Guest Blog Post Authored by Jaime Counterman, Foundation Director, University of Michigan Health-West
Advocacy is often perceived as a macro-level action… evoking efforts such as the civil rights movement, LGBTQ marriage equality, Black Lives Matter, gender equality, fair housing and mental health. These issues are so globally encompassing that it can be challenging to think about what advocacy looks like in our day-to-day lives, particularly the concept of SELF-advocacy, and particularly for women.
As professional experts in diversity, equity and inclusion, Shaquanda Gordon and Ana Ramirez Saenz offered attendees actionable steps to advocate for ourselves as individuals, promote inclusion and elevation for our fellow sisters in professional spaces, and fight fair with one-another in the doing.
Shaquanda advised on what she calls the Girl Code for Grown Women with some poignant suggestions:
Avoid Queen Bee Syndrome.
In a world where 8% of Fortune 500 CEO’s are women, it does not serve us to compete with one another for power. That abysmal percentage proves that, now more than ever, women need to support and advocate for one another to bring MORE women to leadership positions.
Be Present & Be Proud.
So often, we let our insecurities and imposter-syndrome fears stop us from even asking to sit at a table. Gender perceptions can also cloud our attempts at stepping forward. Women don’t want to appear too_____ fill in the blank. Pushy. Controlling. Proud. Bragg-ish. Bitchy. The list goes on. It is on us to insert ourselves into the spaces we decide we belong… both for us and for the women who will follow in our footsteps.
Find Your Own Code.
Take inventory of your life and edit as appropriate. Remove yourself from circles you outgrow. Phone a friend when needed to vent or strategize. Be that trusted friend when another princess warrior needs your guidance. Stand up for yourself and others. Do not tolerate or accept disrespect.
Shaquanda’s final reminder was powerful: Your name will go places your face may never see, so cultivate it with intention.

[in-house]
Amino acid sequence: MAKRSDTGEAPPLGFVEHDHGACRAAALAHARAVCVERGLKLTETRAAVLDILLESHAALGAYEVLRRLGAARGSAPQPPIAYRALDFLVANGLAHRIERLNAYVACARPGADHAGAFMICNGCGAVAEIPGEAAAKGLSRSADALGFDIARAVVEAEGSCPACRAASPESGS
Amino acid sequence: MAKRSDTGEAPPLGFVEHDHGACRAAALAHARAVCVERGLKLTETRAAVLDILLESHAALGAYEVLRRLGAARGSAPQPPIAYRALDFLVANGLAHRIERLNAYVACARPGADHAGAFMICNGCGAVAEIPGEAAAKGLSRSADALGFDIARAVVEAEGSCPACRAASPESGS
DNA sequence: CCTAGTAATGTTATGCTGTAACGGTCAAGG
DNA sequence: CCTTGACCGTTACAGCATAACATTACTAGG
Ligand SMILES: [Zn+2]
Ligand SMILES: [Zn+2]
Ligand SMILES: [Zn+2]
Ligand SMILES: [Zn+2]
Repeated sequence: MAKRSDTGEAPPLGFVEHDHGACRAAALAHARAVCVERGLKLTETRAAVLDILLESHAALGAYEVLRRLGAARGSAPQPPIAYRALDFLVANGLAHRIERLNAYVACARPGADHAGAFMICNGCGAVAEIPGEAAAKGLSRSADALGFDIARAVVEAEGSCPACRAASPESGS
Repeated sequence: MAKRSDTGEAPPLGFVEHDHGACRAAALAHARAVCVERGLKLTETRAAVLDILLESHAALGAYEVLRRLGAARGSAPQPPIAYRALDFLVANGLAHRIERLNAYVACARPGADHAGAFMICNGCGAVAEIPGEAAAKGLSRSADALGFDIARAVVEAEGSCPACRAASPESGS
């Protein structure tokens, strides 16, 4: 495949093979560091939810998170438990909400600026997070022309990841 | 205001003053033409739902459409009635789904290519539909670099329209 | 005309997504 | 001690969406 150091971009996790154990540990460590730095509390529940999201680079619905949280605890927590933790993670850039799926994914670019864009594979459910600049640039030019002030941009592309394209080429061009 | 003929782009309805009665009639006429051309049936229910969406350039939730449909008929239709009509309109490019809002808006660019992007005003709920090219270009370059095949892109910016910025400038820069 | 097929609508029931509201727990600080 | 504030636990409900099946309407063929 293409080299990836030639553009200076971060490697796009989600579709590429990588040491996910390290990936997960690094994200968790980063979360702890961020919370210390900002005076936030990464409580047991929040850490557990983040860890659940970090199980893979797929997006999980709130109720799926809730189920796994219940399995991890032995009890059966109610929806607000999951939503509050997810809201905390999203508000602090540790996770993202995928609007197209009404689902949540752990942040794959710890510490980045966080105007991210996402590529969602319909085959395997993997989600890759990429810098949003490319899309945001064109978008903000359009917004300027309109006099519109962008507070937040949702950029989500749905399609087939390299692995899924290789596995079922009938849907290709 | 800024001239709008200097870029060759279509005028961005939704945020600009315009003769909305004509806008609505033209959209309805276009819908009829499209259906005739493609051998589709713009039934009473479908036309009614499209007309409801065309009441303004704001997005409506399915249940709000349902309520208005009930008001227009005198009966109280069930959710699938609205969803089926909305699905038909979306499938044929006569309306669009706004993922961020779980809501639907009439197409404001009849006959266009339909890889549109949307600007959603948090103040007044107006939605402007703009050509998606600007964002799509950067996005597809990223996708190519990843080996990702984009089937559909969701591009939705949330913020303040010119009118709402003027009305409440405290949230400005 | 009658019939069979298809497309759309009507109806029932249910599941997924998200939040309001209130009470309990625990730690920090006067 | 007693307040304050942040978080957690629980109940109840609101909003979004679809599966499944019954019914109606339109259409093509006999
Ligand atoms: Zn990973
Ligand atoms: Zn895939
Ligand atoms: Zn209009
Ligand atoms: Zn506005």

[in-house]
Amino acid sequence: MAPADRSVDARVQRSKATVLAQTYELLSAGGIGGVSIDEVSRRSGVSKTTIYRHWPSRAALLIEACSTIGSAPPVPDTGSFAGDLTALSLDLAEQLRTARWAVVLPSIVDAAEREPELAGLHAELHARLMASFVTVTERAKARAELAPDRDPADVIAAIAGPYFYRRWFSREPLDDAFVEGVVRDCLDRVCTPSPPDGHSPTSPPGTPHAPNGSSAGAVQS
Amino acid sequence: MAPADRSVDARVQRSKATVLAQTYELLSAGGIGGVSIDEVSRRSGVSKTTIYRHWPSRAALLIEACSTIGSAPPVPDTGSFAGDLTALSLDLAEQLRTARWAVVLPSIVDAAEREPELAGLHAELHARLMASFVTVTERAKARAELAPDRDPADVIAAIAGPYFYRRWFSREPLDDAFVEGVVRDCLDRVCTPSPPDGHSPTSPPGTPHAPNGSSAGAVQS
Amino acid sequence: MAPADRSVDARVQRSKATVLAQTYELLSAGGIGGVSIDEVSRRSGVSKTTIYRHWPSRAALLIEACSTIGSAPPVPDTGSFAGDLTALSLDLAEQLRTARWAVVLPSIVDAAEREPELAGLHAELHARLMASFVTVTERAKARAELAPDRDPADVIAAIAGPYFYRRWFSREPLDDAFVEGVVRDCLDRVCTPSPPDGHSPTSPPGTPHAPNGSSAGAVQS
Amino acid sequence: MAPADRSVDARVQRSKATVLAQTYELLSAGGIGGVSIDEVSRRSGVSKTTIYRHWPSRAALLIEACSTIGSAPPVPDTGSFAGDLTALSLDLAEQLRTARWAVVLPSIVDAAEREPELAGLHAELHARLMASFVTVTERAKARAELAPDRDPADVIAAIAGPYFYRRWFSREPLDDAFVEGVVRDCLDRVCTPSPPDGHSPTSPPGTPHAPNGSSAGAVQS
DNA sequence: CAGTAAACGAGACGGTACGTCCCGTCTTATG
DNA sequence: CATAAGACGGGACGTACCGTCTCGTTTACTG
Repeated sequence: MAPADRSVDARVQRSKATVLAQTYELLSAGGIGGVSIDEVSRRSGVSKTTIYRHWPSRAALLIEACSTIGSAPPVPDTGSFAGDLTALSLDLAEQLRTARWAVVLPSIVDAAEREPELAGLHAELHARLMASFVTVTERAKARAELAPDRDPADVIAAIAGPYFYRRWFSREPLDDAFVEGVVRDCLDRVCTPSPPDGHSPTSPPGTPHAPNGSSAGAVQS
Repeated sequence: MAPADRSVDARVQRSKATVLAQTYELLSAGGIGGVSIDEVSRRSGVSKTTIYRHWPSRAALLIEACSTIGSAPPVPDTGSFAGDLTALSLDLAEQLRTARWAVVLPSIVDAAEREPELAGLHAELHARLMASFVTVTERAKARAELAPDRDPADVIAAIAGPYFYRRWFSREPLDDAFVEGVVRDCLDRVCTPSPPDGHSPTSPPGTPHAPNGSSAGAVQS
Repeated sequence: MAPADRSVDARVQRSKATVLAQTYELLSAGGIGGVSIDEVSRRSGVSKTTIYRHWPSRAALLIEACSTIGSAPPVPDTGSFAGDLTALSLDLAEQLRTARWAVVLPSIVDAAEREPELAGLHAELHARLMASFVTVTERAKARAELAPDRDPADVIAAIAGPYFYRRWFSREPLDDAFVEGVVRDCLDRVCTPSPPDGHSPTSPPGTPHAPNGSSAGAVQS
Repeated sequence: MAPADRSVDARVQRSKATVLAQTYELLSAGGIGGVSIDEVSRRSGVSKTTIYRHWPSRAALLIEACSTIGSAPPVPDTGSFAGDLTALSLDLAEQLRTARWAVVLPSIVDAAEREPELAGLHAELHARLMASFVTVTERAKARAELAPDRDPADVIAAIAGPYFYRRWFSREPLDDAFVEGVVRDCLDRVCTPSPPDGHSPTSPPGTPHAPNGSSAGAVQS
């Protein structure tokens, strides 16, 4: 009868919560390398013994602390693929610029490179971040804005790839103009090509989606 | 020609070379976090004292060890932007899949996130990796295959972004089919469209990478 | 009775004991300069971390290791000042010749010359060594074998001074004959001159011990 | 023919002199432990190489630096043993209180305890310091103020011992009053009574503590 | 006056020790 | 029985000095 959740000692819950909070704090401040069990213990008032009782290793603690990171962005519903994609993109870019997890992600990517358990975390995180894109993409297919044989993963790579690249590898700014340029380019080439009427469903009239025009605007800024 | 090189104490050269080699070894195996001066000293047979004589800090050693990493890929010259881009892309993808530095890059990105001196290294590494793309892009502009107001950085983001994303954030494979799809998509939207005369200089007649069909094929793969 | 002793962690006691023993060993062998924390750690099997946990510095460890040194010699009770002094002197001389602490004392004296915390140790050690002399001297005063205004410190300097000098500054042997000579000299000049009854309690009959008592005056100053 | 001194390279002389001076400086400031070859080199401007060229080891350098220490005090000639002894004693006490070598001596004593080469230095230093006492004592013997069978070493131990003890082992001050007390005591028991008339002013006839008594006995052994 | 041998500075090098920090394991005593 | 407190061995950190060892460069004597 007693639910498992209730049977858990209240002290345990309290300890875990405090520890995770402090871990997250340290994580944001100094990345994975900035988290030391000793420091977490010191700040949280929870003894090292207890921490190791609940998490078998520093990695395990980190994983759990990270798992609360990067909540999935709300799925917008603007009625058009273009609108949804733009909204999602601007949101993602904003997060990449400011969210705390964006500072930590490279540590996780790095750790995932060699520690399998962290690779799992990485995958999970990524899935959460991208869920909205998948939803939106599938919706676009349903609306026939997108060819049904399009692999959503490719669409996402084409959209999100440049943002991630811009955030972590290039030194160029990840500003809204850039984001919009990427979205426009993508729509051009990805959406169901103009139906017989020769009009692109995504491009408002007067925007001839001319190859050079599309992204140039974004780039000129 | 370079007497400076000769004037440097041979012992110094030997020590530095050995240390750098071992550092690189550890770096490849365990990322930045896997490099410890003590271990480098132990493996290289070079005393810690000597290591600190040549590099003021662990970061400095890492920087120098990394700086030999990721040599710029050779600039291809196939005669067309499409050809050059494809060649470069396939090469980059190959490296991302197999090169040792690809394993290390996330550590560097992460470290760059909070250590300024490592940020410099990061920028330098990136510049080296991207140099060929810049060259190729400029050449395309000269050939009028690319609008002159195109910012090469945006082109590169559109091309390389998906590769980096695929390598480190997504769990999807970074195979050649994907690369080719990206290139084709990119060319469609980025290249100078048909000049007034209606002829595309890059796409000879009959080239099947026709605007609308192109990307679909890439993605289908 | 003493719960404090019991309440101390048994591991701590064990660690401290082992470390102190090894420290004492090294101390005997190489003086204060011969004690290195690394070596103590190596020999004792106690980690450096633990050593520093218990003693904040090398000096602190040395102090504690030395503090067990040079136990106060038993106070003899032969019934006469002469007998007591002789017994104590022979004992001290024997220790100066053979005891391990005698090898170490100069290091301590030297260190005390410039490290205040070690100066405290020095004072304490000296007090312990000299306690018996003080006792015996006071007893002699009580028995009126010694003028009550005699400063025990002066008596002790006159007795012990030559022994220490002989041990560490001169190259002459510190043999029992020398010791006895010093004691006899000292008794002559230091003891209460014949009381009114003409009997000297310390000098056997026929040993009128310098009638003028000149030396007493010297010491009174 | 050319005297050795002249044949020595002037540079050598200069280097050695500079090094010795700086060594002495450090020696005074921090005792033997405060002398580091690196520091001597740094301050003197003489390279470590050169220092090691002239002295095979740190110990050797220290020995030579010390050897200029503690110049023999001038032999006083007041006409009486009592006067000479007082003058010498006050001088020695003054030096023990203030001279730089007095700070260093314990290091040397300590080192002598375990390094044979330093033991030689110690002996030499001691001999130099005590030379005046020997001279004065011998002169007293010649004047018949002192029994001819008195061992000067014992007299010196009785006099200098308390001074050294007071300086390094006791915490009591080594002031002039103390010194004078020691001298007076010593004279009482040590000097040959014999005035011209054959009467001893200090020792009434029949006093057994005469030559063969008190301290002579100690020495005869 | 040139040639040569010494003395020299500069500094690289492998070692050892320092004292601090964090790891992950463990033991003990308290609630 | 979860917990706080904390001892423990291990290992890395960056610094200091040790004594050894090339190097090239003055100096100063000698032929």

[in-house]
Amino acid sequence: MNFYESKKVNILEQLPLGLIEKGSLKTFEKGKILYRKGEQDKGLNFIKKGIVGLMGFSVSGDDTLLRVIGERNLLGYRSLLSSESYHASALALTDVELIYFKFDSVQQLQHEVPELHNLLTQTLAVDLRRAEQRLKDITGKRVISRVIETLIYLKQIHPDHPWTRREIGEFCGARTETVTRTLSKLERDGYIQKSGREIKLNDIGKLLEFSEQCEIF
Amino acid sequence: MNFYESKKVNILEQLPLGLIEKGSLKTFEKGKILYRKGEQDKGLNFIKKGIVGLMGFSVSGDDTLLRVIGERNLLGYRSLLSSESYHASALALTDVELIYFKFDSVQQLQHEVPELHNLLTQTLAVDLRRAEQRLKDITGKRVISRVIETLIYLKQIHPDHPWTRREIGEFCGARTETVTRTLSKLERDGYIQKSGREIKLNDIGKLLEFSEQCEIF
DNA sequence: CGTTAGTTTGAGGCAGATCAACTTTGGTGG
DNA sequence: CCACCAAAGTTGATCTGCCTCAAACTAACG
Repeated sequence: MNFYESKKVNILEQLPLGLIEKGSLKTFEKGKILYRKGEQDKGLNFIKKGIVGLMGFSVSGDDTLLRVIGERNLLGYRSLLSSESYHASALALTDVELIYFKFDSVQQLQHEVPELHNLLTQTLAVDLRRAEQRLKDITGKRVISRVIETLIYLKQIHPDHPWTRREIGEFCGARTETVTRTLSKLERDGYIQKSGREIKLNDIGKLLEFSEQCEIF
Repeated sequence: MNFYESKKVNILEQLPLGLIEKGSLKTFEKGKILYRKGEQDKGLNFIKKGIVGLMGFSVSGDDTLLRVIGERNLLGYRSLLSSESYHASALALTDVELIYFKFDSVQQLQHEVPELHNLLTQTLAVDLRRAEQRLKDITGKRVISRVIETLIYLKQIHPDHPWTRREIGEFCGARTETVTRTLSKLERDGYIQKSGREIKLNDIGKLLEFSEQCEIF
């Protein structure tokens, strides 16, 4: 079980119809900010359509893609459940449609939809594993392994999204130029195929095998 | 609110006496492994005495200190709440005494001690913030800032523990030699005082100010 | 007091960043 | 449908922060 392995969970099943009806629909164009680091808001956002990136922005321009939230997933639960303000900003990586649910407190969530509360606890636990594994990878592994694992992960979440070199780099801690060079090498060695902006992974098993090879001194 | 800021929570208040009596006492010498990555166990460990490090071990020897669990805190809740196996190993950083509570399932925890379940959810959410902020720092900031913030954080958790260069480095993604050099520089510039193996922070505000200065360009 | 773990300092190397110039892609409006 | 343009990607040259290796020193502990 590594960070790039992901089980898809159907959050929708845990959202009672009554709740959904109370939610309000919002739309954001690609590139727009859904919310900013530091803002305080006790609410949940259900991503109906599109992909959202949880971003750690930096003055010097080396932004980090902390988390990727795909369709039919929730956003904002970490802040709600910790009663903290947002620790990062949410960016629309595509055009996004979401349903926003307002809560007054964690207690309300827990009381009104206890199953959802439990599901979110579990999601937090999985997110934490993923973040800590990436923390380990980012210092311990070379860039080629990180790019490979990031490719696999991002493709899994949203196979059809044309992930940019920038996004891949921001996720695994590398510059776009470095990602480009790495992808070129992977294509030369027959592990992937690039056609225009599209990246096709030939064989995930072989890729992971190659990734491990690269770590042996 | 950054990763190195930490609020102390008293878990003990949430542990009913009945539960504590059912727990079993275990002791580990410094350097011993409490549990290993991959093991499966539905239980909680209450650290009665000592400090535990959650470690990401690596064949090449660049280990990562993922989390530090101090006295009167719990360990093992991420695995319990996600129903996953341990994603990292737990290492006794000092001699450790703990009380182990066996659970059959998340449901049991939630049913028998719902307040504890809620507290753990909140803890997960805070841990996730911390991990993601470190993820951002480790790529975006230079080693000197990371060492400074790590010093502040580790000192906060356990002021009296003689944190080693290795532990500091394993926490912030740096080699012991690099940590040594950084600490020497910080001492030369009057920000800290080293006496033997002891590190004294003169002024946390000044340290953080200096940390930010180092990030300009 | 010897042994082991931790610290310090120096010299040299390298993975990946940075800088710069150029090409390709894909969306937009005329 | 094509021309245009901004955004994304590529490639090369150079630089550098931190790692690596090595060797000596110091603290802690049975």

As an organizational consultant in the DEI space, Ana asks powerful (and often uncomfortable) questions of leadership groups that we can use to encourage healthy dialogue within our own organizations.
Why do you want to do diversity work?
This question is often followed by awkward silence… and sitting in that silence so leaders can arrive at an answer is critical. Asking what work our organization is doing to promote and/or commit to DEI efforts can be scary and uncomfortable, but the response can tell us a lot about the intentions behind the efforts.
How do you advocate for gender equity?
Here, Ana reminds us that what gets measured gets done. What is the ratio of females in the workforce vs females in leadership roles? How is governance written to support DEI across the organization? What communication channels exist to encourage critical dialogue? For those who serve in a leadership position, encourage your organization to measure, measure, measure.
Lastly, Ana offered some examples of what daily advocacy can look like. This includes behaviors such as: leaving an empty chair in your mind for the voices that can’t be present; leaving an empty chair physically to welcome others to the table; asking questions that lead to conversations about equity; and take a daily inventory of advocacy opportunities to see how you could’ve shown up for yourself and for others.
Ultimately, know that SHE is not your competition, she is your ally, and all boats rise.
Have an idea for an ATHENA Leadership Forum in 2022?
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